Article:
Next weekend musical instruments mega retailer Sweetwater is holding their annual Gearfest event.  If you've got GAS (Gear acquisition syndrome) this could be the perfect therapy for getting the latest demos and buying some new equipment at good prices. There are dozens of free workshops Friday and Saturday covering a range of topics and vendors. Jordan Rudess from Dream Theater will be demonstrating the innovative Roli Rise midi controller. There are plenty of sessions recording, guitar tone, vocal recording, mixing, mastering as well as sessions on products from Fender, Marshall, Vox, Yamaha, Roland, Korg, Pro Tools, Ableton, Reason, Line 6, TC Electronics, Boss, Kala, Taylor, Ovation, and many others.

Additionally, there are also some longer "amplified" half-day and full-day sessions on Thursday covering topics like songwriting, recording, synthesizers and more. Prices for those amplified sessions are a very reasonable $39-59. 

It's a bit of a drive to Fort Wayne for me, but I'm going to head over Thursday evening and check out some of the sessions on Friday. Hopefully I can catch some live music that evening. 

 


Mike Marlin US Tour

Marlin2

Indie rocker Mike Marlin is on tour with his band the MeloManiacs hitting the midwest and eastern US for a couple of weeks to promote the new album "The Secret of My Success."  They'll be in Chicago, Wisconsin, Cleveland, New York, DC, Cambridge and Connecticut. Definitely worth catching live if they're in your area. Last time Mike and crew were slated to tour the US was with the Stranglers in 2013, and sadly they weren't able to make the gigs happen. 

The new album is an excellent, if sombre, follow up to the 2012 release "Grand Reveal." There are a lot of interesting influences and comparisons here with Bowie, Leonard Cohen, Nick Drake, U2 and various and sundry '70s classic rock.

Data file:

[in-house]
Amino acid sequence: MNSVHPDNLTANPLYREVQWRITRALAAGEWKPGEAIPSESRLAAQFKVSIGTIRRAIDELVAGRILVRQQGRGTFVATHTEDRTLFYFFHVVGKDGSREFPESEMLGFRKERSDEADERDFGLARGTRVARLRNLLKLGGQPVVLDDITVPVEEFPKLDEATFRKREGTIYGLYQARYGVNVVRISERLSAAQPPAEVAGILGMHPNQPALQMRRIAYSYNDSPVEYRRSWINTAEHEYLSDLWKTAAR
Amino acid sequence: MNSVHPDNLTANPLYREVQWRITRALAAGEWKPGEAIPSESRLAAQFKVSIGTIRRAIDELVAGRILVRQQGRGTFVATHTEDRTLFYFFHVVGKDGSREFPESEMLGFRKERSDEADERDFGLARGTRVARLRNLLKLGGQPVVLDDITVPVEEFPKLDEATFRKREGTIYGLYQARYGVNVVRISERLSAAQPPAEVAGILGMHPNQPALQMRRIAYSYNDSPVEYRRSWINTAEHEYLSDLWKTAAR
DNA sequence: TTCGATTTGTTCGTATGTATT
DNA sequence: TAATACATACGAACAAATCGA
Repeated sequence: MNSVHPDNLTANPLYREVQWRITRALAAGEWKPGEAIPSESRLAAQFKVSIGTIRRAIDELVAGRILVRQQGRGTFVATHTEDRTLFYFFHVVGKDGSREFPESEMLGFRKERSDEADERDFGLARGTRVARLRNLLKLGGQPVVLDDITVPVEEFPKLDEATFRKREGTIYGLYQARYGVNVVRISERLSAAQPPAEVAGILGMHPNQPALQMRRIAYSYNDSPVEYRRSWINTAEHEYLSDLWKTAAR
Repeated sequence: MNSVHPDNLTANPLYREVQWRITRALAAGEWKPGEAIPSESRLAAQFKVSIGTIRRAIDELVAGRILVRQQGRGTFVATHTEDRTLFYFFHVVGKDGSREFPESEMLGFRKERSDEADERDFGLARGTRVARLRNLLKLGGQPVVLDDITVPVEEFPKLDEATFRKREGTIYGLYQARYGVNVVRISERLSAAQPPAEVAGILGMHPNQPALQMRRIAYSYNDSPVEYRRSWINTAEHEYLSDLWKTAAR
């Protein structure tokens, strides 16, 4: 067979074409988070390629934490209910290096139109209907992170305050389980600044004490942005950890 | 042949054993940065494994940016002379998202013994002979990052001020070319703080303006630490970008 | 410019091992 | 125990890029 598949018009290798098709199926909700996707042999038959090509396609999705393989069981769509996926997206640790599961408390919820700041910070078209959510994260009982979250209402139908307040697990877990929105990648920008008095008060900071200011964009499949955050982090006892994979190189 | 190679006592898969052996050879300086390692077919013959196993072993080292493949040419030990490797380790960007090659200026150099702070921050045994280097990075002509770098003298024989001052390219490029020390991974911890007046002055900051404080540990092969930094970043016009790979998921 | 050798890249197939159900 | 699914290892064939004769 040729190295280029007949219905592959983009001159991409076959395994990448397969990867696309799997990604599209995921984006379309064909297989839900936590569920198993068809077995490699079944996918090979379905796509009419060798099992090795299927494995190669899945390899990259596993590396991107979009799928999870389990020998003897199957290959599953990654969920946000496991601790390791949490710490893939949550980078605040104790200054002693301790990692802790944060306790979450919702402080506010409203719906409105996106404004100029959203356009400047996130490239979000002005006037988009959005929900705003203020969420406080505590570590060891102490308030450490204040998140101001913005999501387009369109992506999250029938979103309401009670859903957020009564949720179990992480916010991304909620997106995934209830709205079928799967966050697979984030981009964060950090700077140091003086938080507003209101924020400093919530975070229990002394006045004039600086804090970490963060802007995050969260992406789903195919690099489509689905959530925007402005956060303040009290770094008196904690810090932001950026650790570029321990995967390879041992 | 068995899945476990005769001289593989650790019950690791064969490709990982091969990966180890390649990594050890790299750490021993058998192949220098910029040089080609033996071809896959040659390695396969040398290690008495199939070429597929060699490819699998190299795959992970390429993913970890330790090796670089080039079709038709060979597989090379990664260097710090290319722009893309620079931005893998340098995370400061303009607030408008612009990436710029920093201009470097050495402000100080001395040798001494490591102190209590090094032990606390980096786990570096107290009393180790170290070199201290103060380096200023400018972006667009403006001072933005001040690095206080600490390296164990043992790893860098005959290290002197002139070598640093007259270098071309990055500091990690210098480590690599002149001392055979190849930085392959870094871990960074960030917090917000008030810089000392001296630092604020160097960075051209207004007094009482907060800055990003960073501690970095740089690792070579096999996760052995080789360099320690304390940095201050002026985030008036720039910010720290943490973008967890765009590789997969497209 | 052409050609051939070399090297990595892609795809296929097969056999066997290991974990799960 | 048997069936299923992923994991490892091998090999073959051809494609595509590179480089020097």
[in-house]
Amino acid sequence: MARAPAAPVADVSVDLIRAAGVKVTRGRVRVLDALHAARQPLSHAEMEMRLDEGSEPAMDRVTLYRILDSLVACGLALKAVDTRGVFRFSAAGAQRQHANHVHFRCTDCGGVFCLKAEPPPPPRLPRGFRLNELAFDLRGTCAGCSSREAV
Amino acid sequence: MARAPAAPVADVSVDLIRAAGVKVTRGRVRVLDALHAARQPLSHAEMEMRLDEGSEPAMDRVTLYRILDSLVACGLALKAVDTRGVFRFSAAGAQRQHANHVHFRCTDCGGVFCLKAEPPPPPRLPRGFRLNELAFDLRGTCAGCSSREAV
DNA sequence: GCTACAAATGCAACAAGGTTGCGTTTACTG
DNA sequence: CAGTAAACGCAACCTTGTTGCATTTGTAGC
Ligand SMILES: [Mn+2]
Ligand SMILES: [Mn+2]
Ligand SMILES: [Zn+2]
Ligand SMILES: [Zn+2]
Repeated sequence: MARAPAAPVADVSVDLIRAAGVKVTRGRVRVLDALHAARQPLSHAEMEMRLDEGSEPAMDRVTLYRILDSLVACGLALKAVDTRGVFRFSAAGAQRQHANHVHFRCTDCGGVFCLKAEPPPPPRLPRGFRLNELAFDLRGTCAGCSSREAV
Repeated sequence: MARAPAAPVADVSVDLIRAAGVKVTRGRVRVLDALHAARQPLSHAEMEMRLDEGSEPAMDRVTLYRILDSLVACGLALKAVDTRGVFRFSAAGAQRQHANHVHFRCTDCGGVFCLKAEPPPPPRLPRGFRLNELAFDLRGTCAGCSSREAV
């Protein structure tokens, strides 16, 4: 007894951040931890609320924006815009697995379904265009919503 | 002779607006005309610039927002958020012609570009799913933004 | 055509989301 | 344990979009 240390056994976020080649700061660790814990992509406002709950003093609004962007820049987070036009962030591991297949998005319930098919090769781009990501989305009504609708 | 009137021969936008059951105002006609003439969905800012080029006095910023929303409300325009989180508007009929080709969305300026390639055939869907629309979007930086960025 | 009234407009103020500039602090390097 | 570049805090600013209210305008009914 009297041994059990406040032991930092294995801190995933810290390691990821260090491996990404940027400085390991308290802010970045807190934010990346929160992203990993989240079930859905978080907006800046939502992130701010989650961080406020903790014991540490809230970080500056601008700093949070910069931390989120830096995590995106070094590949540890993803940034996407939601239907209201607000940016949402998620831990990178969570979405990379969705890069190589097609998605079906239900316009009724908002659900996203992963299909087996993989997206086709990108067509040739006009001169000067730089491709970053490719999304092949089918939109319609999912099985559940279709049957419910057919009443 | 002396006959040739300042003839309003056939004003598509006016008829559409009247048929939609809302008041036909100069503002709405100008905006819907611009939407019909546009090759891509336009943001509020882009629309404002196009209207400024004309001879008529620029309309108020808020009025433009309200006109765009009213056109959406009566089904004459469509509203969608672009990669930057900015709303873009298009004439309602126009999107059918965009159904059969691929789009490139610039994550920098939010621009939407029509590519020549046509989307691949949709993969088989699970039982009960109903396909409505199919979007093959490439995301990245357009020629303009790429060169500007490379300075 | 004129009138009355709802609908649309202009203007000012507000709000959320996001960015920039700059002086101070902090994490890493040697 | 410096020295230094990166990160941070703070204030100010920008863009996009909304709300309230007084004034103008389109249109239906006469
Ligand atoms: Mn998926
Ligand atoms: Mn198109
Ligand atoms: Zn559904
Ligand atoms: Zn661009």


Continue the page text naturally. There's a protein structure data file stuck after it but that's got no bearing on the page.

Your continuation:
Update:

I managed to catch the band in Cleveland earlier this week at a club called Wilbert's. Despite the rather drunken crowd of baseball fans, it was an excellent gig. The first set was basically a sound check before the game. The second set, after the game, was excellent including songs from the new album, as well as older songs "Grand Reveal," "The Magician" and an impromptu version of The Beatles' "Come Together."  The MeloManiacs are playing as a trio with Mike Marlin on rhythm guitar, Kim Murray playing fantastic lead guitar and Paul Silver rounding things out on keyboards and backing vocals.  This a great trio and it gives the songs a more laid back vibe. Still, I would have loved to have had the full band with drums and bass tackling songs like "Skull Beneath the Skin" or "The Murderer."  Hopefully there will be another tour in the future.

I shot some video which I've posted below and will follow up with a Q&A interview with the man himself next week.


Springsteen Relives The River

Springsteen

I managed to catch Bruce Springsteen and The E Street Band live this week at The Palace at Auburn Hills, Michigan.  I'm not the biggest Springsteen fan, but I have friends who have been telling me for years about his epic live shows.  If you've never been, it is definitely a revival experience.